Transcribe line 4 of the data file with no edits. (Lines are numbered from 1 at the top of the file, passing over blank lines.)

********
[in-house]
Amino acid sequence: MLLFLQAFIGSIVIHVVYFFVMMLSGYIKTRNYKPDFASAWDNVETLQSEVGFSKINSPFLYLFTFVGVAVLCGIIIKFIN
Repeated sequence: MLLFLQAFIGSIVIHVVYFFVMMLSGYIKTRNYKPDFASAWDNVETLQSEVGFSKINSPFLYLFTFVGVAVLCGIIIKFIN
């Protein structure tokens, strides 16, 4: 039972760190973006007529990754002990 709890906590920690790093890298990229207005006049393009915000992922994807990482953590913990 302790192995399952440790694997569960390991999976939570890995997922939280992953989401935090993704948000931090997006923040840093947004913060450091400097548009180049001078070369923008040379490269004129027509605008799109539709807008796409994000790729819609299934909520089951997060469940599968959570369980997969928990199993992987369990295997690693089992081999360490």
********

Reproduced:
């Protein structure tokens, strides 16, 4: 039972760190973006007529990754002990 709890906590920690790093890298990229207005006049393009915000992922994807990482953590913990 302790192995399952440790694997569960390991999976939570890995997922939280992953989401935090993704948000931090997006923040840093947004913060450091400097548009180049001078070369923008040379490269004129027509605008799109539709807008796409994000790729819609299934909520089951997060469940599968959570369980997969928990199993992987369990295997690693089992081999360490």